Kay’s preparation was a very conscious one – she began by withdrawing from ‘earthly’ attachments such as property and business interests, prioritising healing relationships by expressing thanks for those who enriched her life, and extending forgiveness to those who had wounded her. She embraced those ‘spiritual companions’ who loved and supported her.  Her specific journey thereafter consisted of a ‘final farewell’ get-together, was surrounded by those who meant most to her.  Her funeral included participation by loved ones and a garden was constructed as a lasting memorial to her life.

Graber ‘s last sentence in her epilogue sums up succinctly the purpose of her book, that it ‘was written for anyone who may be willing to consider death as a doorway one passes through when physical life comes to an end and new vistas on the continuum of consciousness open up’.

For those who are searching, for those who are afraid and unsure of the contours of the ‘journey home’, how to live well and to die well, this book is a must read.  Our final earthly journey is an opportunity to realise meaning in profound and unexpected ways; Dr. Graber’s book provides us with the opportunity to reflect deeply on our own mortality, the continuity of consciousness and how we can embrace others.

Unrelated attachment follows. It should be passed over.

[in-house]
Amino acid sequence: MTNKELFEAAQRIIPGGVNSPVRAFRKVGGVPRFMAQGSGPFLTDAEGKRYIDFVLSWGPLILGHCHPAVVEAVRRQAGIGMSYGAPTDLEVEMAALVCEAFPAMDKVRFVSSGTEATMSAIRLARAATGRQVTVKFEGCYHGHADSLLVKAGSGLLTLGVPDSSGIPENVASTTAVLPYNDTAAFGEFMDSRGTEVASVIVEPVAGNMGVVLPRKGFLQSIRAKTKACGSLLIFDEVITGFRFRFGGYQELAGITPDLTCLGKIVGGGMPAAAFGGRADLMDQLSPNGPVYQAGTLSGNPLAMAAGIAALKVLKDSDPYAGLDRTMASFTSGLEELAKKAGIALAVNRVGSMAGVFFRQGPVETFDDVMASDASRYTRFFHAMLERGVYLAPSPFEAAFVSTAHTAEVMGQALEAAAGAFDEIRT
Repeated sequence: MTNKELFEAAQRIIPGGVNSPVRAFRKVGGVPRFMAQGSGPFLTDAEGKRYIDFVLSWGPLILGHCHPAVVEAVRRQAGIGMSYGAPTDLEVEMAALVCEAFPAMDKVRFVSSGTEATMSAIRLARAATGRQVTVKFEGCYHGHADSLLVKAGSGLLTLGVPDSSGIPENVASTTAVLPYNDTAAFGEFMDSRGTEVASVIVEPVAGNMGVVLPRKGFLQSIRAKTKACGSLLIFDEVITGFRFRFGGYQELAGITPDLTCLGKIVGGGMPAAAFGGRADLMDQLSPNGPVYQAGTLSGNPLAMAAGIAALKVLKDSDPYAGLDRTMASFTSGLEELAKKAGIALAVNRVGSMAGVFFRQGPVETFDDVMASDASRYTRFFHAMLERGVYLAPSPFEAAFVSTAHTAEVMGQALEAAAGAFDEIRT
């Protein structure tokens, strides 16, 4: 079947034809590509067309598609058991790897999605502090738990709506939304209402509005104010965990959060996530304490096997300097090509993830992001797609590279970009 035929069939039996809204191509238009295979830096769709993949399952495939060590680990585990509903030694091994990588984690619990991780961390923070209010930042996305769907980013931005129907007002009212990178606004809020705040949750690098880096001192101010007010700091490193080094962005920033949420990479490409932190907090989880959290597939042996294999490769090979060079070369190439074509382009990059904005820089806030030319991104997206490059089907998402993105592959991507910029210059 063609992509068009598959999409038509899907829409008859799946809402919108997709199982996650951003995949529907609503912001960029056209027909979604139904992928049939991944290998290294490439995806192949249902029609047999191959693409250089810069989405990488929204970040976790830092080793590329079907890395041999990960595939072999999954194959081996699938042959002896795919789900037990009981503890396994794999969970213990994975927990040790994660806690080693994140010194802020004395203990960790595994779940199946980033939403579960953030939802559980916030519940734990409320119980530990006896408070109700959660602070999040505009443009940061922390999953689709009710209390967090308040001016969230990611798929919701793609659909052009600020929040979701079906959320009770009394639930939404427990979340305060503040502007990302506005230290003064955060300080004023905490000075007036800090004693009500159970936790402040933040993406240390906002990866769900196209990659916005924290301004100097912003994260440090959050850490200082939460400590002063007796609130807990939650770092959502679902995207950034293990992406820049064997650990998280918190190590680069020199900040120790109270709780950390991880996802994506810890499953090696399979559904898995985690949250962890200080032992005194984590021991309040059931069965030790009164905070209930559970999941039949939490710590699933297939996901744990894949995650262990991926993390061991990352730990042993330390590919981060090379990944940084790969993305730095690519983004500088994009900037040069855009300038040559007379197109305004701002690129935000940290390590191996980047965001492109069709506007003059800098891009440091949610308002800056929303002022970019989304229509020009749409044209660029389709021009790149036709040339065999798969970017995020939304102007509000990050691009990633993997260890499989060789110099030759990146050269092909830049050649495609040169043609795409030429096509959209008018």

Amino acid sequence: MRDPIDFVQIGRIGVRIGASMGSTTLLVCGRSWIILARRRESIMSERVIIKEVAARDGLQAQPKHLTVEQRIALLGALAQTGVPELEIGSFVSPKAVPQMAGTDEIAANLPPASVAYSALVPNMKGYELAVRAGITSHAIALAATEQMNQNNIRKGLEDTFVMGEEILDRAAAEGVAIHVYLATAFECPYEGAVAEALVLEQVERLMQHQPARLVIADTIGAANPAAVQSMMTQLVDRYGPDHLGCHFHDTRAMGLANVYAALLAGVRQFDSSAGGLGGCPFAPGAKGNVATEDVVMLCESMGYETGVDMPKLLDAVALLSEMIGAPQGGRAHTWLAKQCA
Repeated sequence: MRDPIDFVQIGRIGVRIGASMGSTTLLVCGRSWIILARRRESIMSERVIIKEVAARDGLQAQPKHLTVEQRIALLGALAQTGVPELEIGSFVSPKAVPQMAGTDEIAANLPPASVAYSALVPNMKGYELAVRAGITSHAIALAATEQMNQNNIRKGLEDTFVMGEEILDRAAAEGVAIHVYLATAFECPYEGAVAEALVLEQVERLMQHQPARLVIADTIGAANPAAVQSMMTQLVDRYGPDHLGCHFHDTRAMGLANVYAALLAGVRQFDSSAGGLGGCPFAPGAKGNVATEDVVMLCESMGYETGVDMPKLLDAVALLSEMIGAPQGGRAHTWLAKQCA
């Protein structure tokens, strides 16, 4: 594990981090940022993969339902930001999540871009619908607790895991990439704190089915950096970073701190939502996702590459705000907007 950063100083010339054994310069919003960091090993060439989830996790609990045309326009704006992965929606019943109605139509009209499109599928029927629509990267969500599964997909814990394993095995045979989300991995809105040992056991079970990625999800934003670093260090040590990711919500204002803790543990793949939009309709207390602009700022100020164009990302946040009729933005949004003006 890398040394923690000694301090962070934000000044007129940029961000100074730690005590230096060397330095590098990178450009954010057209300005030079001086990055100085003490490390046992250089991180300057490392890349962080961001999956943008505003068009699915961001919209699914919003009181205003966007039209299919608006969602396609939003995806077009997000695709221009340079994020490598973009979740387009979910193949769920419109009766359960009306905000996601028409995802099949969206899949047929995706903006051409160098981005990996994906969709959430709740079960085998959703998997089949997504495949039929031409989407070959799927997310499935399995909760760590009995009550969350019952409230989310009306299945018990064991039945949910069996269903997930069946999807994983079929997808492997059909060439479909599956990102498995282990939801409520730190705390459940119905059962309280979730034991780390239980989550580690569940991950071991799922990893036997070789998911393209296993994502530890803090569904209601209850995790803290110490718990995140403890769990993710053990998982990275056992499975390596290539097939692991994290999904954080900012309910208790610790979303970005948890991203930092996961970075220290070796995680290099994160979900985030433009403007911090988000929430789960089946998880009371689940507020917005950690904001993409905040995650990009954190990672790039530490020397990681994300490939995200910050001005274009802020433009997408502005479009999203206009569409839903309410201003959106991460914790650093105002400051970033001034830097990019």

May you journey well, Scott

In the BBC series ‘Face to Face’, John Freeman interviews a number of influential thinkers, the most important of which (at least in my opinion) is the great Psychiatrist, Philosopher and founder of the Analytic Psychology movement, Carl Gustav Jung.

The interview, which takes place at Jung’s home in Zürich, provides a very powerful insight into Jung’s main ideas and his tumultuous relationship with Sigmund Freud. We learn about Jung’s early life, including the moment in his eleventh year when he realized he was an individual, with a unique perspective on life and consciousness. He then spends some time talking about his friendship with Sigmund Freud, and explains the divergence of professional opinion which meant that the friendship could not last. Jung talks at some length on the importance of spirituality in providing a framework within which a meaningful life can be lived. Moreover, he explains his belief that the psyche is not wholly bound by time and space, therefore consciousness, in some form, carries on after physical death.